Despite that , calling him a nazi would be a tremendous mistake .

A more appropriate song for Fischer at that point in his life would have been "Still Crazy After All These Years".

It would probably be wrong, i.e. a mistake, but not sure the mistake would be so "tremendous".

Among other things, this from Larry Evans comes to mind:

"We once watched a documentary on Hitler. Afterwards Bobby said he admired Hitler, and I asked him why. "Because Hitler imposed his will on the world," he replied. This explains a lot about Bobby's own power drive. Later he devoured Hitler's Mein Kampf and The Protocols of the Elders of Zion, a proven forgery." http://www.chessville.com/Editorials/Interviews/GMLarryEvansInterviewOnBobbyFischer.htm

Bobby admired Husseim too , that doesnt make him a muslim .

To everyone who have been remarking that Fischer is anti this or anti that and thus is such a terrible individual, etc and etc: Look at his behavior before and after 1972 and we see two different individuals. It's clear that mental illness began to take it toll at some point. You can argue that signs problems were slowly emerging throughout the 60s. To me Fischer is still the conqueror hero of 1972. His behavior post 1972 should be looked at with the proper context.

Thank you for making my point chesshire cat - Exactly!

Sem·ite (sěm'īt')
1. A member of a group of Semitic-speaking peoples of the Near East and northern Africa, including the Arabs, Arameans, Babylonians, Carthaginians, Ethiopians, Hebrews, and Phoenicians.
2. A Jew.

"Semite" has more than one meaning. Certainly not all Arabs, Arameans, Babylonians, etc. were/are Jews. This is part of what made Bobby so infuriated with the general public and led to some of the misunderstanding about his character. Some of them (obviously this includes some of the bloggers here) could not follow the intellectual complexity of concepts and definitions.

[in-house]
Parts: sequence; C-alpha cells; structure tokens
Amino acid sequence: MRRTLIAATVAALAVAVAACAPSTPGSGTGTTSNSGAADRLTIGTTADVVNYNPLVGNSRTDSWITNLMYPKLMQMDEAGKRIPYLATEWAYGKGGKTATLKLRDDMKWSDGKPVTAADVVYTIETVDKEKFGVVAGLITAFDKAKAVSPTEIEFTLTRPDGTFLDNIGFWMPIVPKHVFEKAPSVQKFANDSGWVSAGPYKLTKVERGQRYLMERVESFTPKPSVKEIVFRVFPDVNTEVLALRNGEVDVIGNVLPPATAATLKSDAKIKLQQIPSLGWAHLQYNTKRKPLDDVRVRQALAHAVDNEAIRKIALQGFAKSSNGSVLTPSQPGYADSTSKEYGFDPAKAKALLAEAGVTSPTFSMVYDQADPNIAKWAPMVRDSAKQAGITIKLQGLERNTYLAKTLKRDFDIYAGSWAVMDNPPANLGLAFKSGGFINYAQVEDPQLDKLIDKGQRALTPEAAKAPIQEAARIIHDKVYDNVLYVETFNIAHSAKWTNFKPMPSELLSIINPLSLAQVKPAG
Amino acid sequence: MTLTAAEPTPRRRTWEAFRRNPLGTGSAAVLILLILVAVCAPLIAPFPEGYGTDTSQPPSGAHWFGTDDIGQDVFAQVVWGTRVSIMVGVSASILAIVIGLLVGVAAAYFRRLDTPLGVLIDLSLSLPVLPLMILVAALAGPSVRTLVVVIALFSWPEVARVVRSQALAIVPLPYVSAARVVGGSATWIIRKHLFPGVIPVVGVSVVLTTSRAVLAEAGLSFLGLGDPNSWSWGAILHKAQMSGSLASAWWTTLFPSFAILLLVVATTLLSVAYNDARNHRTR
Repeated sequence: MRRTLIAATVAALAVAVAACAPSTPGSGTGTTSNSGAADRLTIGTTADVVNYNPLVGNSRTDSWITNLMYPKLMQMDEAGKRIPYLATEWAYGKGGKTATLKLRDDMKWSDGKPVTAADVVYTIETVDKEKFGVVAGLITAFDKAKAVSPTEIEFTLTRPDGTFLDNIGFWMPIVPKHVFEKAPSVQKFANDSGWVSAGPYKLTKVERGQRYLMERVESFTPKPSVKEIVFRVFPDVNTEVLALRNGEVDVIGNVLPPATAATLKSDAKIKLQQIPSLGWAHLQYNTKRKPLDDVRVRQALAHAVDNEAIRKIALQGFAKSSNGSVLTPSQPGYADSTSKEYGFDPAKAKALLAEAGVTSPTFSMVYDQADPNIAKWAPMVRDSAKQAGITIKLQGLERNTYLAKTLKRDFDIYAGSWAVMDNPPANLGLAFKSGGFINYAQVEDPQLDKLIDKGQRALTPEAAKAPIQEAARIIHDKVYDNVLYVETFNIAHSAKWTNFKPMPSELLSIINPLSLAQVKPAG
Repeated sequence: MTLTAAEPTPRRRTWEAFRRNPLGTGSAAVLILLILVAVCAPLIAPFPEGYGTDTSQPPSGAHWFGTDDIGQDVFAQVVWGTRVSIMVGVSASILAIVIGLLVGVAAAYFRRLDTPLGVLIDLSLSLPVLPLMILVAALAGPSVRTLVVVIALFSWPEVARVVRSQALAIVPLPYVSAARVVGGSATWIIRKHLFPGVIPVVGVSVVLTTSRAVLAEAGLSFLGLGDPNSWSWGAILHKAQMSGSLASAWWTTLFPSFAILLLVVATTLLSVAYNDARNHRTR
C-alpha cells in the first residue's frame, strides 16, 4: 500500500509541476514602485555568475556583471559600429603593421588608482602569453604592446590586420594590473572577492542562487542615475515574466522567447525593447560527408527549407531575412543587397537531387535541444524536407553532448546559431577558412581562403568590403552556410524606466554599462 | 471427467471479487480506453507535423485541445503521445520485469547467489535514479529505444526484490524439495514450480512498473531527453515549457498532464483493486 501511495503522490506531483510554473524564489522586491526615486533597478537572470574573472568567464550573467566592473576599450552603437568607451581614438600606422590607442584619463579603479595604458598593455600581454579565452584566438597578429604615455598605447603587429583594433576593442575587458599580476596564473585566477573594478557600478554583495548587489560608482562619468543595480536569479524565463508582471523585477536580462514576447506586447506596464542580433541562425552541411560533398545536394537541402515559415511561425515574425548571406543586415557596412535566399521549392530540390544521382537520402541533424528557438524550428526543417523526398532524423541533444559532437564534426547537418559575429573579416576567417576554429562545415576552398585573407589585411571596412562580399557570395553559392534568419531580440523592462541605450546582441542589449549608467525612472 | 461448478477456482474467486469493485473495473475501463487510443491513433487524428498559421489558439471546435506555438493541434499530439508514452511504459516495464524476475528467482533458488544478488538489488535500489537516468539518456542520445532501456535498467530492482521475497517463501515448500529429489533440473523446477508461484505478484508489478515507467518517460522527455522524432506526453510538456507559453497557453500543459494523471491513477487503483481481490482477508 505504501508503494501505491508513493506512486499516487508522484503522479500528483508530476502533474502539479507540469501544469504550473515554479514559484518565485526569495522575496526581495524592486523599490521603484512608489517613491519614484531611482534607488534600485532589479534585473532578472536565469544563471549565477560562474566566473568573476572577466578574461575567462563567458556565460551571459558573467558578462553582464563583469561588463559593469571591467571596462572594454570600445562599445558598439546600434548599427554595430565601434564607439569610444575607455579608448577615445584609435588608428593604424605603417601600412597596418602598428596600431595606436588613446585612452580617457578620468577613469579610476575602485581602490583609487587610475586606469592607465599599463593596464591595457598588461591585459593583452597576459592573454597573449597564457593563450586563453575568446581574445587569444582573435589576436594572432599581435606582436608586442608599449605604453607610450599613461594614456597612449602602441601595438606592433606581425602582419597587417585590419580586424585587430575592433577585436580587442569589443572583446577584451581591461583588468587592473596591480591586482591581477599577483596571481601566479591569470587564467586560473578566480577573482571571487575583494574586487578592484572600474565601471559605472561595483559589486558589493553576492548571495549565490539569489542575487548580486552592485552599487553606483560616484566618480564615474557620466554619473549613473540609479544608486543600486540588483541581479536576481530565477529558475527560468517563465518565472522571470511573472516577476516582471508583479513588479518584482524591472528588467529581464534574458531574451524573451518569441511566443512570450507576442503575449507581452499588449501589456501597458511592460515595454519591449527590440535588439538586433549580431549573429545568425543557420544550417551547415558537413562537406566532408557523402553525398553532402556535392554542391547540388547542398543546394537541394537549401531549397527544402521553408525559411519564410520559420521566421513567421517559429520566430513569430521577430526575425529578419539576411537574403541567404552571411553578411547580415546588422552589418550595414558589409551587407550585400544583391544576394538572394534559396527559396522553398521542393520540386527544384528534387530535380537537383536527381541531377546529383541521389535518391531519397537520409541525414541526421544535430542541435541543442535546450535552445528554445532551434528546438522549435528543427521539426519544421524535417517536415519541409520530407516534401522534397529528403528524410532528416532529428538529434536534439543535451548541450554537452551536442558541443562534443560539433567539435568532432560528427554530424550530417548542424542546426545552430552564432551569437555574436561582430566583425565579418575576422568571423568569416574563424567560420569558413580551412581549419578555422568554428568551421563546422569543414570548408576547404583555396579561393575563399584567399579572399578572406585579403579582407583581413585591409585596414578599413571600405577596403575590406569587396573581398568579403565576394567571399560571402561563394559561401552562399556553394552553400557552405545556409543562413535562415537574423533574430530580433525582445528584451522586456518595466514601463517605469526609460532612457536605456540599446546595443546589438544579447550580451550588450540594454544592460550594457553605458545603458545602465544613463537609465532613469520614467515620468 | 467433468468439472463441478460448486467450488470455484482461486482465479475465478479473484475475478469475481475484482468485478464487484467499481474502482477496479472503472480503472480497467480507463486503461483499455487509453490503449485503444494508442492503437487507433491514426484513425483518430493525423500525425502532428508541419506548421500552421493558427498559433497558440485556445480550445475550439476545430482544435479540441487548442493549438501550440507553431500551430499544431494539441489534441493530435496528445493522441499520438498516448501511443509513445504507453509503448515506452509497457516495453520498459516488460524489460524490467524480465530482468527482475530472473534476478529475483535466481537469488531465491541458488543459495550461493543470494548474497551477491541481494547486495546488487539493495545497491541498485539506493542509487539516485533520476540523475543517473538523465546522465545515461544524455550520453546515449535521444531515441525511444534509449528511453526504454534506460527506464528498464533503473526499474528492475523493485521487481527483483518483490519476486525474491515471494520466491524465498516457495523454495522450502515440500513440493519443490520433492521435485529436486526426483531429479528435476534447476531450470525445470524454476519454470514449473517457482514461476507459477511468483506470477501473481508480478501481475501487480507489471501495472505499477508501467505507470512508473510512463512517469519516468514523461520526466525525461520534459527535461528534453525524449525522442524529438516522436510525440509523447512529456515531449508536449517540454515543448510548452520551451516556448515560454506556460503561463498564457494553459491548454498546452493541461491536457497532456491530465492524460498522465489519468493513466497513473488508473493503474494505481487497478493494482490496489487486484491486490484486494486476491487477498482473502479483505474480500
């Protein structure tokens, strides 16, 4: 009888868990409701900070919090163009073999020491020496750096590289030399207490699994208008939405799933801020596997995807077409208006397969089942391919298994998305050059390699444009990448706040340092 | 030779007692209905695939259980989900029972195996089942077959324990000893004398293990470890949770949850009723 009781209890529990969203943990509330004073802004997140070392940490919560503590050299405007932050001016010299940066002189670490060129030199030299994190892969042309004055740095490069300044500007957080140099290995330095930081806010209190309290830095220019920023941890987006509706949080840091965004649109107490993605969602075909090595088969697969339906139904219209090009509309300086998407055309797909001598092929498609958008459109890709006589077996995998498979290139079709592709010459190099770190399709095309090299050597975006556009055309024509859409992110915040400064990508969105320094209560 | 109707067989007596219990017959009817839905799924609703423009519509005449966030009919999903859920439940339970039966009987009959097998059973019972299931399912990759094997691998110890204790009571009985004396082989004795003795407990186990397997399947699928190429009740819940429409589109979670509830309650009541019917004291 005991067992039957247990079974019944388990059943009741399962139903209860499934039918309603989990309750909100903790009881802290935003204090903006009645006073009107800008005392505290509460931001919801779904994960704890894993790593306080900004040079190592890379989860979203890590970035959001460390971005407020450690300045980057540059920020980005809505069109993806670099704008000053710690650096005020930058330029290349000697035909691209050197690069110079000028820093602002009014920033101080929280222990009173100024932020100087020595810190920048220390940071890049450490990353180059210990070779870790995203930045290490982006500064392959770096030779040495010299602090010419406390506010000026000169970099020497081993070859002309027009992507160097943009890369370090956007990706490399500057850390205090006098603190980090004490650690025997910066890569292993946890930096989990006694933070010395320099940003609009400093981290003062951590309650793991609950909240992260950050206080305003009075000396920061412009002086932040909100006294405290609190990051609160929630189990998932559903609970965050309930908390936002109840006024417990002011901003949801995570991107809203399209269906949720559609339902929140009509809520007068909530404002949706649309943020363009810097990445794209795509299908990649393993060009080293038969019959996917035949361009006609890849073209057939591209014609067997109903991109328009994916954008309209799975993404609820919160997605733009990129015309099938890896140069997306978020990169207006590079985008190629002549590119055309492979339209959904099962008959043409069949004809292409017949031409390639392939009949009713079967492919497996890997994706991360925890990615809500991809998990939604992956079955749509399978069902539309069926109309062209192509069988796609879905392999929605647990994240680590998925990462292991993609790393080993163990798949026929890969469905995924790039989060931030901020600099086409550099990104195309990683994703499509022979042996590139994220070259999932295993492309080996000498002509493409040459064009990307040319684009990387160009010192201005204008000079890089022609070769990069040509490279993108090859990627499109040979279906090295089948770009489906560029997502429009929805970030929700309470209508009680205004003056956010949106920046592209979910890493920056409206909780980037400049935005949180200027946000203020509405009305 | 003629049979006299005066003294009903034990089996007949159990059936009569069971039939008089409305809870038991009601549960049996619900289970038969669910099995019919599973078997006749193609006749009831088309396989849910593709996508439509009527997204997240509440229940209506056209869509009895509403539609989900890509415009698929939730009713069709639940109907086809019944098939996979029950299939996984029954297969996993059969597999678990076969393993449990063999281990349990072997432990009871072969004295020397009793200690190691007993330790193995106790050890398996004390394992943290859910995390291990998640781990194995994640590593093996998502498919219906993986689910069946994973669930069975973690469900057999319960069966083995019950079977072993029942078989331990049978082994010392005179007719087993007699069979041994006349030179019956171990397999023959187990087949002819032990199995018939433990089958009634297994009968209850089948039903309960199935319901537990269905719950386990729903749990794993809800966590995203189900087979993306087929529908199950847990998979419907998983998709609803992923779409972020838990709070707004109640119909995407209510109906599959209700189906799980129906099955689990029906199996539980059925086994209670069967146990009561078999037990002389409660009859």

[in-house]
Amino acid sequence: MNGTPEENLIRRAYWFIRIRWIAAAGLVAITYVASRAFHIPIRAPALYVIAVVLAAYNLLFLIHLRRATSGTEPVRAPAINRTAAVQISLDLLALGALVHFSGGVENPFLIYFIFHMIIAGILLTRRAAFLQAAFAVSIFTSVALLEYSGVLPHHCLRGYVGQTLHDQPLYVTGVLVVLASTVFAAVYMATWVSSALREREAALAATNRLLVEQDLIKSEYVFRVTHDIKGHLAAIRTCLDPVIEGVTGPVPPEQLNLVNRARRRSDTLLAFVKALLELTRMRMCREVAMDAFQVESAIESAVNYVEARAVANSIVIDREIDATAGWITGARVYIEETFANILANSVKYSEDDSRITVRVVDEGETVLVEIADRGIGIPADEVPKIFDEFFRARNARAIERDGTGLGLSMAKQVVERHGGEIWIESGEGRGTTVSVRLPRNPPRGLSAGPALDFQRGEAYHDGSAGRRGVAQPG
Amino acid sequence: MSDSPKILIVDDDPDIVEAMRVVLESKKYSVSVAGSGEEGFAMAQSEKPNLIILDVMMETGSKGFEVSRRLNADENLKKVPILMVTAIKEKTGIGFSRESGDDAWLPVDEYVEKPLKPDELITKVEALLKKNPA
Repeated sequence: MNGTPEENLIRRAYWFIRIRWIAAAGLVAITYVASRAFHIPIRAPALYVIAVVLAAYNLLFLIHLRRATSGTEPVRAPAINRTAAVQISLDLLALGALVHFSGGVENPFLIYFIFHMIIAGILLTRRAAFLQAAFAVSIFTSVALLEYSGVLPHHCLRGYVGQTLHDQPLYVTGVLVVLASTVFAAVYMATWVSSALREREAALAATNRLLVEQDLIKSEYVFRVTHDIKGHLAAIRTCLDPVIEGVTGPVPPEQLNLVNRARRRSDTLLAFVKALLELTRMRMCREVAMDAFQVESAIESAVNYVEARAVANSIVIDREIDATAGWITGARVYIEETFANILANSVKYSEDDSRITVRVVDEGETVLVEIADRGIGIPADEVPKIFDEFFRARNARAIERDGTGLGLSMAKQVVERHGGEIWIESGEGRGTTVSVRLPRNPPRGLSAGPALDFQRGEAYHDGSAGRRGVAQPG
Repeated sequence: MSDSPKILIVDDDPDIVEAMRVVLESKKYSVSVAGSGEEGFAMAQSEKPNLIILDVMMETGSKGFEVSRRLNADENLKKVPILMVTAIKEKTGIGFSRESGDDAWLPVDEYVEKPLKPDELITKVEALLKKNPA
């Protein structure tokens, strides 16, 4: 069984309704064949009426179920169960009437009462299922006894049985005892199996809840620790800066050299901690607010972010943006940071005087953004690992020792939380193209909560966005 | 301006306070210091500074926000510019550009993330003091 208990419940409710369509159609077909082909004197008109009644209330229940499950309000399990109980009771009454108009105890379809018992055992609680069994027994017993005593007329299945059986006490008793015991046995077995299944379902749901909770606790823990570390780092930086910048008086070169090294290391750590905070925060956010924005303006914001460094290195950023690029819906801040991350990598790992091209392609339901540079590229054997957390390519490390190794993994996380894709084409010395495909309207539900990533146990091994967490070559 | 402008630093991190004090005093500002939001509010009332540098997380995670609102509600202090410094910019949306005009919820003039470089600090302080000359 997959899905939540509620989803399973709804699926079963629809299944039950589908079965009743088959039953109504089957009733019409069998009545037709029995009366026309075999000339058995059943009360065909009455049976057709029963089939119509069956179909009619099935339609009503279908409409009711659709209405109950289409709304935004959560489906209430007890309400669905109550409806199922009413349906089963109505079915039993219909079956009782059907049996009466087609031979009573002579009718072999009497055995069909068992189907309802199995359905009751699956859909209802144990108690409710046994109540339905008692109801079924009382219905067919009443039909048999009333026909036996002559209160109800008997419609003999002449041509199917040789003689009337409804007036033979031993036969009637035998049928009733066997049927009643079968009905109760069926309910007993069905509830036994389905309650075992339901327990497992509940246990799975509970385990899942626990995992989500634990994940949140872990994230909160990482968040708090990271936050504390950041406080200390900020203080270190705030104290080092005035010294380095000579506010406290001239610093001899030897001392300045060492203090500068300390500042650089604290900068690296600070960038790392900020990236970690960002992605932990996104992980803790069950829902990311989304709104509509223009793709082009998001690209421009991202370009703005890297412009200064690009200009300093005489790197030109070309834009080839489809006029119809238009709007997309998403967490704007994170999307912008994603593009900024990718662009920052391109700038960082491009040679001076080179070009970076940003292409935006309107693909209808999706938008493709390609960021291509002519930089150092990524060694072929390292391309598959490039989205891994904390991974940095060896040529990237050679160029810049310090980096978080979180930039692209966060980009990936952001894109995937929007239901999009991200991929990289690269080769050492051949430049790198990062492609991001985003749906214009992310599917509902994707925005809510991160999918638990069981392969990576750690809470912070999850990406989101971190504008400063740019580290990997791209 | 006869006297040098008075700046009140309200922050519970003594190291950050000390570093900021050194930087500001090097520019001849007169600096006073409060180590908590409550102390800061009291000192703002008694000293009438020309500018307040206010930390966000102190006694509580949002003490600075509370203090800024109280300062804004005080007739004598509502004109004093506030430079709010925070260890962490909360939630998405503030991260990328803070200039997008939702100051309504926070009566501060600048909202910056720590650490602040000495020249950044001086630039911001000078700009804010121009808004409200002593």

Again, and that definition cited proves the point, Bobby was Anti-Jewish and not Anti-Semite. And for the record, I find/found his Anti-Jewish sentiment to be ill-founded and abhorrent.

He only denied the Holocaust when afforded the chance to do so. One widely circulated quote from the early 80s: "Six million? Impossible. Maybe 100,000 thieves and troublemakers". He repeated it to several others and it appeared in an SI article about his vagrancy during the decade or more after he forfeited the title.

"Again, and that definition cited proves the point, Bobby was Anti-Jewish and not Anti-Semite."

Sheesh, English is tough but not that tough.

'Anti-semite' is an English word meaning 'Anti-Jewish'.

Of course ole Bobby wasn't Anti-Arabs, Babylonians, Carthaginians, Ethiopians, and Phoenicians.

Carthago delenda est!

To chesshire cat:
You mentioned a legitimate beef Fischer had against the Russians. Bobby's famous quote, "you all are Russians to me" is just one of many that prove your point. Should I hate Fischer because of that? I think not.
Personally, as a Russian, I'm not bothered by repeated anti-Russian (read anti-Soviet) statements that are ever-present in chess discussions.
Hatred for all things Soviet is something that a lot of people have build and maintained their careers of, and most of them are my former compatriots. Nothing new there, and people are welcome to keep on beating the dead horse.

I'm sure if Fischer ever had a reason to think of me he would probably refer to me as a cheating Soviet. He wouldn't have to call me a Jew because a stronger association (Soviet) would be available to denigrate me.

To Mark:
As for Fischer's anti-American remarks, he was hardly the only intellectual in the Western World who's gone on the record doing so. The difference is that he almost suffered a loss of a great financial opportunity (the Spassky match in 1992) because of the actions of the US State Department. I wonder how many people would shrug it off and agree to throw away millions of dollars because of their government taking a political issue with another country.